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Hacking group leaks PSN, Windows Live customer data [Update]

by William Schwartz

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The hacking group responsible for the denial of service attack on Blizzard’s servers over the weekend has claimed to have released a log of customer information (usernames and passwords) of PlayStation Network accounts, as well as other gaming networks.

A Pastebin document with alleged customer login info was released by the hacker group “DerpTrolling”, and claims to be a “very small portion” of the data collected on popular networks of Sony, 2K, and Windows Live. In the document, over 2000 PSN username and passwords were leaked, as well as a similar amount for 2K Games and Windows Live.

The group recently posted to Twitter the link to the Pastebin file, as a warning to the companies. CNET reports that credit card data, alongside millions of usernames and passwords have been rooted off of the company servers, and that the reason behind the attacks is to force the companies to upgrade their servers against such attacks.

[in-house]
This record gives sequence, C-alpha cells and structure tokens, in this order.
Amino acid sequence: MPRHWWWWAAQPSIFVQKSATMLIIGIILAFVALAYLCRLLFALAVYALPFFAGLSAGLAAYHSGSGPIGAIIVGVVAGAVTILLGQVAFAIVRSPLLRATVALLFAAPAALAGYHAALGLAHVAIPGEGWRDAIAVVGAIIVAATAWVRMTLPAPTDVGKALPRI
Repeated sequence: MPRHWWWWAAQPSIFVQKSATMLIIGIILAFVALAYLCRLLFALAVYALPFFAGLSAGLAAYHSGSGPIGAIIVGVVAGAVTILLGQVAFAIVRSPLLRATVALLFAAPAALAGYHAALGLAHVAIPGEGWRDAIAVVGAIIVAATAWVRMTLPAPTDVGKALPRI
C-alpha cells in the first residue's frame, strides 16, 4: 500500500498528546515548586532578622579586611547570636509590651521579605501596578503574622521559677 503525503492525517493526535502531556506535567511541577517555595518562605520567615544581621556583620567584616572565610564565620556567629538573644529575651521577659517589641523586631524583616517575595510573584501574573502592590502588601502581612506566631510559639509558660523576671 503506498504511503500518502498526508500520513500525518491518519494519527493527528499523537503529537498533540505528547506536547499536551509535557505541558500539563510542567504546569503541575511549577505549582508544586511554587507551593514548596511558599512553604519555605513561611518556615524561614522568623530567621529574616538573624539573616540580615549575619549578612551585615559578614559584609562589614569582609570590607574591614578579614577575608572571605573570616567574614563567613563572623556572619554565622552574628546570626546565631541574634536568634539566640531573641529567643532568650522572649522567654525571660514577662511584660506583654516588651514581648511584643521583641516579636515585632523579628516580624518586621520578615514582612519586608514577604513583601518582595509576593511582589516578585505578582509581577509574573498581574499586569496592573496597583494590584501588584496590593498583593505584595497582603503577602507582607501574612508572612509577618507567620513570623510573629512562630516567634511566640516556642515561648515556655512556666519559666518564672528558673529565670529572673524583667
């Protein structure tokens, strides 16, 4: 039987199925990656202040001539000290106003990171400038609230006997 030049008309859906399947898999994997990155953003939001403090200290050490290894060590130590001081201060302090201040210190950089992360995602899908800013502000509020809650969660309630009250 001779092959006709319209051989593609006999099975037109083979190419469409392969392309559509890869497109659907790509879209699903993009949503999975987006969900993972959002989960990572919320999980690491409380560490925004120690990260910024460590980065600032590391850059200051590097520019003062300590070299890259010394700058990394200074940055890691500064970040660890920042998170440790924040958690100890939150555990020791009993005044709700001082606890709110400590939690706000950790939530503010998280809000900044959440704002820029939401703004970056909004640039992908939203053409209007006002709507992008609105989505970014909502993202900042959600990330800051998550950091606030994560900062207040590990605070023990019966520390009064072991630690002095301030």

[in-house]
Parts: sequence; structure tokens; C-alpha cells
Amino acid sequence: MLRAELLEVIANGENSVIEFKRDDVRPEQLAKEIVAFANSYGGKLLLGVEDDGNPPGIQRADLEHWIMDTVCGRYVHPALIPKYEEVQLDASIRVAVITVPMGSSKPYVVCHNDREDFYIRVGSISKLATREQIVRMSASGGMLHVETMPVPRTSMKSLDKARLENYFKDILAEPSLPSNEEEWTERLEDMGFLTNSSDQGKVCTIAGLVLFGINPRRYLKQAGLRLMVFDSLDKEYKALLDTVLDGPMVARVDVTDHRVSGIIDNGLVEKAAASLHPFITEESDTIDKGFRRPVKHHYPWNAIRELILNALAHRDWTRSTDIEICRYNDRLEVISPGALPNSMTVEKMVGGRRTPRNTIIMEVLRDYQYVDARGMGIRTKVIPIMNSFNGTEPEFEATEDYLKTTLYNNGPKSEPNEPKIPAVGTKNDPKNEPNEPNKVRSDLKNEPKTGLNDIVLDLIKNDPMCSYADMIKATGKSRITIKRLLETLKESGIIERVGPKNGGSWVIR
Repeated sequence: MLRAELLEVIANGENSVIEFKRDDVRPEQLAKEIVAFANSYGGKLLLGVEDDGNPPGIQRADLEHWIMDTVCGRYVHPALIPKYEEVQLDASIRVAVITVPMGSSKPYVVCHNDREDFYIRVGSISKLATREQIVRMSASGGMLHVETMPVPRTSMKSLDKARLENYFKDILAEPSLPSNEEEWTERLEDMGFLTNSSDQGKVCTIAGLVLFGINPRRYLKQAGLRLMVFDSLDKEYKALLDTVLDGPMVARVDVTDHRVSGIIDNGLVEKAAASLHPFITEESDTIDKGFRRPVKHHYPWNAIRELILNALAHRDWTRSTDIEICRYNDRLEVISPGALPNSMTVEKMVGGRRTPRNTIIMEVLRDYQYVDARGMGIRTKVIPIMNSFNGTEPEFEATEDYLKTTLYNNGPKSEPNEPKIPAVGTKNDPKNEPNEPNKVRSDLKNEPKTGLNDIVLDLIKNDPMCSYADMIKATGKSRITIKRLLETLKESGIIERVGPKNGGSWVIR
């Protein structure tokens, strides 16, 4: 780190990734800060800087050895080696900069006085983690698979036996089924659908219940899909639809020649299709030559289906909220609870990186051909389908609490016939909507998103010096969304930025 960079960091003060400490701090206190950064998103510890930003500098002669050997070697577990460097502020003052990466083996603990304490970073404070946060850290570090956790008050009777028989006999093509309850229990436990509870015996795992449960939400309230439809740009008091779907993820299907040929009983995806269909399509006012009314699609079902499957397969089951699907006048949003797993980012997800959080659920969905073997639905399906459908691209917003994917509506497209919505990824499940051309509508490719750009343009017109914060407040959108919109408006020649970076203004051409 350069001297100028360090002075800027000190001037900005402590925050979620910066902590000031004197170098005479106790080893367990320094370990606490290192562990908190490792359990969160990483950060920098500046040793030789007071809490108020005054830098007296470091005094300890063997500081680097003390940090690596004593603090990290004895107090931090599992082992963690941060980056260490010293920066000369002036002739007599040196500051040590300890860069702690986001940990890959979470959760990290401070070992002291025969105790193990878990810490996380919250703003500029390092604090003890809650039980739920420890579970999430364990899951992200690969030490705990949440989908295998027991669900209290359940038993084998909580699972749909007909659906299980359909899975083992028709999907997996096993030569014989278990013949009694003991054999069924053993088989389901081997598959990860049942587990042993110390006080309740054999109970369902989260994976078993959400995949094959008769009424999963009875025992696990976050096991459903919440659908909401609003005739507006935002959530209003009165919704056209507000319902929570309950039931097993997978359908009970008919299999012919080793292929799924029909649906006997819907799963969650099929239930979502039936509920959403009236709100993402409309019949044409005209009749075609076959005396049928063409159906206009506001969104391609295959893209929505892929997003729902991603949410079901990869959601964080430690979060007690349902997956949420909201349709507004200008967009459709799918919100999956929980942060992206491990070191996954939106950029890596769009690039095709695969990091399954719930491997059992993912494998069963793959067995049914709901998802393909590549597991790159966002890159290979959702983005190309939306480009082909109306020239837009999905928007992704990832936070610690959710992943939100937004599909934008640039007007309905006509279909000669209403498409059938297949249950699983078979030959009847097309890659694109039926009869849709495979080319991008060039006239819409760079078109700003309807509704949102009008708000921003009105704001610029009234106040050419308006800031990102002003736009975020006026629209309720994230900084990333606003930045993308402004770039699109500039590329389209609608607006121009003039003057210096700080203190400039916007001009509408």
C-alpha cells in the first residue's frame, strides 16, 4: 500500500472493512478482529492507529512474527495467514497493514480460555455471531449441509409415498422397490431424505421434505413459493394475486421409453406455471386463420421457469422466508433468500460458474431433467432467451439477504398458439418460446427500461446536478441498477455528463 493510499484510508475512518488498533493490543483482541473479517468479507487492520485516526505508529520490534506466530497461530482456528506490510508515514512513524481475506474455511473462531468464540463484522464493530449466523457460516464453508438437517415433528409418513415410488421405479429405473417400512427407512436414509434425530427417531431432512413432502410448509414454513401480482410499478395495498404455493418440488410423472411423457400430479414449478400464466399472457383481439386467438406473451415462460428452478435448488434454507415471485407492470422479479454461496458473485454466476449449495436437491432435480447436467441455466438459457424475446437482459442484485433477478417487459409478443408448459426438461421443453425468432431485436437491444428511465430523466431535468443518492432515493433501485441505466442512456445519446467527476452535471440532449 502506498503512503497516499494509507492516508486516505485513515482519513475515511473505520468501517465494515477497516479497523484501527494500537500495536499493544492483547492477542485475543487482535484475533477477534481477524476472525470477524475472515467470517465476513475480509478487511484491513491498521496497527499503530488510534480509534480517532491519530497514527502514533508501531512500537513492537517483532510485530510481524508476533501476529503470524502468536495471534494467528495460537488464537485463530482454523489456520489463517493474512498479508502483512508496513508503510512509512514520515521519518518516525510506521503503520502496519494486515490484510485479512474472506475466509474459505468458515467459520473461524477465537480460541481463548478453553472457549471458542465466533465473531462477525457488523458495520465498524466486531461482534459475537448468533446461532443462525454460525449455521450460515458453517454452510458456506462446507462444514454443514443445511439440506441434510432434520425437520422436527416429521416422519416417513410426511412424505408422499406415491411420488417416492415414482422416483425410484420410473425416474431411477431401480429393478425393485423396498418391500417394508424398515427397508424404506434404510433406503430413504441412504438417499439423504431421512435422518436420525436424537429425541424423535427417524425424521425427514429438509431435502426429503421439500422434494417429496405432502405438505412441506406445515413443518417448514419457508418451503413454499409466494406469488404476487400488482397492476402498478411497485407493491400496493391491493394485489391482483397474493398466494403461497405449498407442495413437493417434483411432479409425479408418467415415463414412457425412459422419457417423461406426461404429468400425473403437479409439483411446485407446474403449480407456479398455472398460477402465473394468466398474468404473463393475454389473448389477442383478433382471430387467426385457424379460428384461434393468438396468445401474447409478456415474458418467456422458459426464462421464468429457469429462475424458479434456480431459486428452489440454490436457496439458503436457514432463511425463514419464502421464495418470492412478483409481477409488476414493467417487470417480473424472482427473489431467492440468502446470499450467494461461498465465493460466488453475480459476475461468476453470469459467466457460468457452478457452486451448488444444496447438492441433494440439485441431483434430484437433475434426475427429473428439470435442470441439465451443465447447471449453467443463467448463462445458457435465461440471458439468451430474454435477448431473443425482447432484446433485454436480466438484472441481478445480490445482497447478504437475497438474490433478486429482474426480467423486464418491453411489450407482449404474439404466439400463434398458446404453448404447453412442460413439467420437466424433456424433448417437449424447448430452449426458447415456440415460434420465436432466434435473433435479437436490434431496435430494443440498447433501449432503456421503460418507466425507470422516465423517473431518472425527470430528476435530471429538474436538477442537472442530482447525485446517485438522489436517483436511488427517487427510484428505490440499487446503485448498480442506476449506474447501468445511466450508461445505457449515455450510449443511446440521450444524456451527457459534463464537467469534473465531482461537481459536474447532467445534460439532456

This isn’t the first time that PSN customers have seen their information floating in the ether. Back in 2011, the PlayStation Network was taken offline for an extended period while Sony beefed up security after an external intrusion outed the information of over 70 million PlayStation Network users. The 2011 attacks on Sony’s network ended up costing the company nearly $200 million dollars, and forced all users of the network to change their passwords when the network returned online.

It doesn’t sound like this situation is anywhere near that level of magnitude, but Sony nor any company has issued a response to the Pastebin file release.

Update: Security Experts at Trend Micro believe that this alleged breach is a hoax. Using a random cross referenced sample of the recently posted list and previous breaches, the majority of the data has shown up before.

“The random sample cross-referencing I have done certainly show that the majority of data listed here has shown up already in previous breaches with a very few exceptions which seem to appear only in this particular paste,” Rik Ferguson tells The Guardian.

Ferguson doesn’t rule out the possibility that this data comes from new hacking efforts. Though the security expert has given his opinion on the leaked data, and that it’s been assembled from previously leaked information.

Microsoft was the only company to issue a statement on the alleged leak, saying that they were investigating the issue. None of the other companies named in the leak offered any comment on the matter.

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